The Suicide Squad – James Gunn explains the design of King Shark and how he convinced Stallone to lend him his voice

The Suicide Squad - James Gunn explains the design of King Shark and how he convinced Stallone to lend him his voice

While some fans demand on social networks that the supposed montage of David Ayer of the Suicide Squad premiered in 2016 be released, Warner has preferred to turn a deaf ear and release the trailer for its new version of Suicide Squad, this time directed by James Gunn.

And although it has been possible to see the return of Margot Robbie as Harley Quinn or Idris Elba as Bloodsport, without a doubt the character that has created the most expectation has been the impressive King Shark, the DC villain in the form of an anthropomorphic sea creature to whom Sylvester Stallone also lends his voice, Gunn’s surprise signing that generated numerous rumors about who he was going to play.

An expectation that has generated numerous doubts about this character, especially because of his appearance so different from the comics, in the illustrations it is a hammerhead shark while in the film it is a soft shark, questions that Gunn himself has been in charge of answering through his Twitter.

“We did tests with the hammerhead shark design, which I love and were going to use right from the start, but having eyes to the sides and so far away made it very difficult to record interactions with other characters. You couldn’t really see how I was looking at the other person and the shots came out too wide. ”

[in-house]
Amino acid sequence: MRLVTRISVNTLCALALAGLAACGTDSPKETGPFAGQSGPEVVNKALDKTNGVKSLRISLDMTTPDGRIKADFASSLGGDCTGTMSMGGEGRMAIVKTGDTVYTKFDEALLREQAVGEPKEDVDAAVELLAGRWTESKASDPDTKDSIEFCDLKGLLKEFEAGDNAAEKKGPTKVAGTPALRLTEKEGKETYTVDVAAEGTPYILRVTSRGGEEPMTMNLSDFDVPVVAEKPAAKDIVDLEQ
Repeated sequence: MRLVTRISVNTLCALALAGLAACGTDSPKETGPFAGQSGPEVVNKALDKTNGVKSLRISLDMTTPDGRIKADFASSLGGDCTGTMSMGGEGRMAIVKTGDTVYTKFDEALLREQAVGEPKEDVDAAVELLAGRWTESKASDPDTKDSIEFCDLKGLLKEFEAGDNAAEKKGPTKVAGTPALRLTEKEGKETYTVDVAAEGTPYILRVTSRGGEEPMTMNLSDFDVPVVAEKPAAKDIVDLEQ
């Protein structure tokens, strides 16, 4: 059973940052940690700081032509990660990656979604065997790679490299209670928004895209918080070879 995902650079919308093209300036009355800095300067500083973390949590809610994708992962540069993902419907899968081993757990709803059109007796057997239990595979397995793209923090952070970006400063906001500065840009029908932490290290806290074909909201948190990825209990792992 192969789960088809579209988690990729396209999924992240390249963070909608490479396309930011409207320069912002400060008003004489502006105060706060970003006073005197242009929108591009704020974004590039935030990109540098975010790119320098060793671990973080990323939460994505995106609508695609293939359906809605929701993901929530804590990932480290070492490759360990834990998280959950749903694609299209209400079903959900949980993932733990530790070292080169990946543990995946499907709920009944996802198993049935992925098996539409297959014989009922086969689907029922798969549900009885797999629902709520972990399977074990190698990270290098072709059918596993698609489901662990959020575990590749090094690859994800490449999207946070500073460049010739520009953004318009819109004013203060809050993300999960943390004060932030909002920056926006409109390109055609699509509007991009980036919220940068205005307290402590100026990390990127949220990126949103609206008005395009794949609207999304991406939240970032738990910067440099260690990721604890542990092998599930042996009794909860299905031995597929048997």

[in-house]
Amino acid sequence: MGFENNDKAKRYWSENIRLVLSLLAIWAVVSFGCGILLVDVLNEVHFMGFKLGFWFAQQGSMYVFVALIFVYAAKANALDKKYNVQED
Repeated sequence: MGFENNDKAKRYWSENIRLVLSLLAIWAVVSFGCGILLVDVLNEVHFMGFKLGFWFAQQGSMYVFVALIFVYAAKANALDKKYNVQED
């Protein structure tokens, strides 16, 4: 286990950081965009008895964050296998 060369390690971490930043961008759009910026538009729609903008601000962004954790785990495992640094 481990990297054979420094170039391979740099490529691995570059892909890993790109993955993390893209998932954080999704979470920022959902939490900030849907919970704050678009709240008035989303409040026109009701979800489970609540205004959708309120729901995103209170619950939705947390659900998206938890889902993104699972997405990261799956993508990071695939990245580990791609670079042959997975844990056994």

About the similarity of this King Shark with the one from the Harley Quinn animation series, Gunn has clarified that it is pure coincidence, as well as the fact that it looks like a “cute” creature since from the beginning they tried to make it look just the opposite.

“I love the King Shark design in the Harley Quinn series but it’s a complete coincidence since we were shooting a year before it was released. And yes, I realize that he is adorable, which is very strange because we try to avoid this not using the typical thing that is used in anthropomorphic figures that make us say: “aww” like Baby Yoda or Groot. Its eyes are small, its mouth is large, and its head is small compared to its body. ”

But the director’s best revelation is the way he offered Sylvester Stallone the role of King Shark in The Suicide Squad: “I wrote this role for you in The Suicide Squad. It won’t take you long.” “Oh yeah?”. “Yeah, it’s some kind of chubby shark that eats people.” Laughter, “anything for you, bro.”

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